He built an underground room in which he could study without interruption and practice speaking without disturbing any one. He had one side of his head shaved so that he would be ashamed to leave this retreat. Then he remained there for months at a time engaged in study. One thing that he did while there was to copy eight times the speeches in the famous history of Thucydides. This was to teach him to use the most fitting language. Besides all this he took lessons of an excellent speaker named Isaeus who taught declamation. In this way the awkward boy who had been laughed out of the assembly became in time the greatest orator of Athens.

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Not only was Demosthenes a graceful orator, but he was wise and patriotic. He soon acquired great influence in Athens and became one of the ten official orators.

At this time Philip of Macedon had organized a strong army and was beginning those conquests which in the end made him master of Greece. Demosthenes from the first regarded him with suspicion, but said nothing until convinced that Philip was threatening the liberty of Athens and of all Greece. Then he urged the Athenians to fight against Philip as their forefathers had fought against the Persians at Marathon, at Salamis and at Plataea. "Philip," he said, "is weak because he is selfish and unjust. He is strong only because he is energetic. Let us be equally energetic, and being unselfish and just, we shall triumph."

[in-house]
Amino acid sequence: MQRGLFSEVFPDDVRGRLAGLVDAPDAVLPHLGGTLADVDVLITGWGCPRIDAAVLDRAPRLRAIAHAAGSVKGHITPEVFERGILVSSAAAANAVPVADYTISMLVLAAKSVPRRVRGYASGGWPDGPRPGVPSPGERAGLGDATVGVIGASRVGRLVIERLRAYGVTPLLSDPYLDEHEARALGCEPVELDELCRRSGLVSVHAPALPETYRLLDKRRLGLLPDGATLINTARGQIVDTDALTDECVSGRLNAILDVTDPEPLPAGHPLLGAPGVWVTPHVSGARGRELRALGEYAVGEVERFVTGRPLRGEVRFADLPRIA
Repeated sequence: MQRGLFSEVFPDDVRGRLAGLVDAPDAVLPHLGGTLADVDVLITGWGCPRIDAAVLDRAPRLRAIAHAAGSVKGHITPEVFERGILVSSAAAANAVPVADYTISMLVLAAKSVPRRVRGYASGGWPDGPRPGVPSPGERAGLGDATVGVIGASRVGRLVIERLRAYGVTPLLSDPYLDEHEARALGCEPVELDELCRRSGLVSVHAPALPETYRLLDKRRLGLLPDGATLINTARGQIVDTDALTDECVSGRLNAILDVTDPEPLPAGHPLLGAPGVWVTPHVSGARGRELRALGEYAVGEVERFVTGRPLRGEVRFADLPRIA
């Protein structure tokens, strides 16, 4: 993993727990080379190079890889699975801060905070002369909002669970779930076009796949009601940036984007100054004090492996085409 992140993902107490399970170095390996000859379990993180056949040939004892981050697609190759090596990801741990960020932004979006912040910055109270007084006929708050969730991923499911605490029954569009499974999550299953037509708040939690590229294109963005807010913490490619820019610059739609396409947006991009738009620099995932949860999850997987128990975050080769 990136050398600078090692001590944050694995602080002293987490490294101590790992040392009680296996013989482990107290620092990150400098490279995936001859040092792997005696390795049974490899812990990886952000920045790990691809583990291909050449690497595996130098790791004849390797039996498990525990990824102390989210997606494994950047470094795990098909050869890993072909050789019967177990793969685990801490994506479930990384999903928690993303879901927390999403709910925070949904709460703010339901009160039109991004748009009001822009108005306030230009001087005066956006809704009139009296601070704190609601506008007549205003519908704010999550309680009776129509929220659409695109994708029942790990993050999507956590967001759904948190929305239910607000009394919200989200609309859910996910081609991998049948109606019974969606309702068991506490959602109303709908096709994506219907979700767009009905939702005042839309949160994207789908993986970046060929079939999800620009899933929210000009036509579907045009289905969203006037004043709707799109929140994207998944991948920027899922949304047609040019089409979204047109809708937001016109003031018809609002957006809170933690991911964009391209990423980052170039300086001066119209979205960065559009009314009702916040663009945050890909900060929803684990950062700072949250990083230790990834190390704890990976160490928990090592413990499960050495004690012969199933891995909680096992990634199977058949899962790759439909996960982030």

Philip's victory at Chaeronea completely disheartened the Athenians, and Demosthenes had to use all the power of his eloquence to rouse them. In his speeches he showed how the success of Philip and the failure of Athens were not due to the advisers of the people or to the generals who led their army, but to the Athenians themselves. "You idle away your time," said he, "going into barbers' shops and asking what news to-day, while Philip is gathering forces with which to crush you and the rest of Greece with you."

Philip tried to bribe Demosthenes, but the orator was absolutely incorruptible, and to the end of his life he raised his voice and used his influence for the cause of freedom against both Philip and Alexander. He delivered twelve orations on this subject. Three of these orations were specially directed against Philip and are known as the Philippics. They are so bitter in their denunciation of Philip that to-day any speech which is very bitter and severe against a man or a party is called a "Philippic."